Tips for a Successful Salary Negotiation

Salary negotiationYou’ve found a job opportunity and finally begin the interview process. You will be faced with many difficult and sometimes unnerving questions during that process. Perhaps one of the toughest questions you’ll be faced with will be, “What are your salary expectations?” The slippery slope of salary negotiation is a challenging one, but like the other aspects of your interview process, preparation is key.

Delay

If you tell a prospective employer what your salary expectations are too early in the interview process, it could hinder any future opportunities for you to negotiate. Try your best to delay answering the question, respectfully of course. You might reply by telling your future employer that you are more concerned with finding the right fit, rather than determining compensation this early in the process.

Know Your Value

Salary information is available from many online sources. Choose several reputable ones that can provide you with salary ranges for similar positions for which you are applying. Research and compare the information to help you determine a potential salary range based on your skills and/or experience. Be certain to include geographical information when searching as salaries do vary by state and by metropolitan areas. When you know your value, you will be more confident with your response and better able to explain to your prospective employer why you are seeking a particular salary.

Don’t Settle

Settling for less than your value can have detrimental effects. Of course, you will receive less salary than you want, but you most likely will also receive smaller raises and smaller pensions, as both are usually based on your salary. While getting the job may be most important to you initially, in time, you may ultimately feel undervalued and resentful and therefore unhappy in your job.

Take Your Time

You’ve gotten a job offer! Congratulations! You’re excited. The adrenaline is pumping through your veins and you want to say, “Yes!” Hold that thought. At this time, take a deep breath and a few days to consider the offer. You are the final candidate, they have chosen you. This puts you in the power seat. Most companies expect a candidate to take a few days before accepting or making a counter offer. Tell the employer a reasonable time period you’ll need to review the offer. This is the time to carefully consider what’s right for you.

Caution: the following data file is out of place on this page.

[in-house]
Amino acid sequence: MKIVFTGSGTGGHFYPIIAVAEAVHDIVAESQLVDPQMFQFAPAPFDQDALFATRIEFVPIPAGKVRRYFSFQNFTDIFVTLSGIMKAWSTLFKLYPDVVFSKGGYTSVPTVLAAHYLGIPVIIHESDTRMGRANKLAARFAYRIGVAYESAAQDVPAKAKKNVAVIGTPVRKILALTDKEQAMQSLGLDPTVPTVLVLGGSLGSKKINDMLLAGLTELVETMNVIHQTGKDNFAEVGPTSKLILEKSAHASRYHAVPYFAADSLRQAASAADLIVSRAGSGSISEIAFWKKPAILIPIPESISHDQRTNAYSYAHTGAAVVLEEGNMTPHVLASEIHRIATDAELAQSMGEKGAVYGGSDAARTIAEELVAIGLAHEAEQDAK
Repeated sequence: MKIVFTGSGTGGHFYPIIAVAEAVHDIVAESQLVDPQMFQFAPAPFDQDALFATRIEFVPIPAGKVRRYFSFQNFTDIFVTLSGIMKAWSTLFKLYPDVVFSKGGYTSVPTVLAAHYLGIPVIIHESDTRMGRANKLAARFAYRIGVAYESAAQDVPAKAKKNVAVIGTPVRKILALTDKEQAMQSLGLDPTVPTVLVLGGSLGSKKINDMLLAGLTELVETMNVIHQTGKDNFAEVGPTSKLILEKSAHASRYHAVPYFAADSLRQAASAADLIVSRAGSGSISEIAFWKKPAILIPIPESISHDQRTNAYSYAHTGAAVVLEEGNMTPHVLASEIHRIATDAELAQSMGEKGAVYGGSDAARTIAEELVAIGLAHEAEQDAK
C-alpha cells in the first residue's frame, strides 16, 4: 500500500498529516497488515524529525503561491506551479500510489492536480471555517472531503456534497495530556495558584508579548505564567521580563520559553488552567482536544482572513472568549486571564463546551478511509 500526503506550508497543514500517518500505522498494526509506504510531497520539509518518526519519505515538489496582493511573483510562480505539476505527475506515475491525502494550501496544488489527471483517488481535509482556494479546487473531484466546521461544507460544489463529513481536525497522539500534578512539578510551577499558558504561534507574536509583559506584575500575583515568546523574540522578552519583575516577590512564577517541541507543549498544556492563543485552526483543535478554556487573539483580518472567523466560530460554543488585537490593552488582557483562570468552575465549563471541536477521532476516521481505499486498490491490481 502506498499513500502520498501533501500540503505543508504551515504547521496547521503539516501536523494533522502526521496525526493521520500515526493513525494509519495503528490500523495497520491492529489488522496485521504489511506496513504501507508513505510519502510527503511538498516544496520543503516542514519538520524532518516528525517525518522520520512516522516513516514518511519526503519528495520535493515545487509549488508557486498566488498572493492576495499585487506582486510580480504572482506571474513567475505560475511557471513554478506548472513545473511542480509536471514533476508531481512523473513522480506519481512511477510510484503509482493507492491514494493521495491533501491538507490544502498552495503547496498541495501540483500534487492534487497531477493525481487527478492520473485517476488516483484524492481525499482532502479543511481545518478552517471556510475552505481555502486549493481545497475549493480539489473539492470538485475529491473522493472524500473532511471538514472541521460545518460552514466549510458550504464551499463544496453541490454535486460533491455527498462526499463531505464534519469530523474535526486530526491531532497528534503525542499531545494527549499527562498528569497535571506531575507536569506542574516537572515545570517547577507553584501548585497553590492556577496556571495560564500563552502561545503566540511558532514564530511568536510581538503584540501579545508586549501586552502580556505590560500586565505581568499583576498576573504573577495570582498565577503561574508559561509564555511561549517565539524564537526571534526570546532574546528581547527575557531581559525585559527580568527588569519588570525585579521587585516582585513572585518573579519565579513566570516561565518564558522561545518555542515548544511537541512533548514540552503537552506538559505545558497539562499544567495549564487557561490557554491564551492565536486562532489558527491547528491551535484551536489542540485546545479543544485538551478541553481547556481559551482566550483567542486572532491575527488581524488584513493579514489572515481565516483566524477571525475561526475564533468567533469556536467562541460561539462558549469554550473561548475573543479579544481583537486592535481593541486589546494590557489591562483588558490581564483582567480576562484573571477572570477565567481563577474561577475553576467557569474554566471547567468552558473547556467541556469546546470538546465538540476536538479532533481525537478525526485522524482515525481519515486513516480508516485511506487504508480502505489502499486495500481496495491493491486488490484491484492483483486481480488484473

Money Isn’t Necessarily Everything

There are several things to keep in mind when negotiating your compensation. Your prospective employer may offer other benefits that may enhance the compensation you’re looking for. They may offer bonus plans or stock options. They may be located close to your home. They may offer great health insurance and wellness plans. They may offer more vacation time. Research the company and their policies and consider any perks they might offer. The employer may be willing to enhance their offer with these types of benefits.

Counter Offer

When negotiating a counter offer, don’t try to make too many changes. Choose one or two that are most important to you and work from there. If the employer is unwilling to move on salary, see what other benefits they will move on. Perhaps they will be willing to raise your salary in 60 or 90 days or offer an earlier review process. Maybe they will reimburse any relocation expenses. Above all, always remain respectful and professional when negotiating. Finally, get your final negotiated compensation offer in writing.

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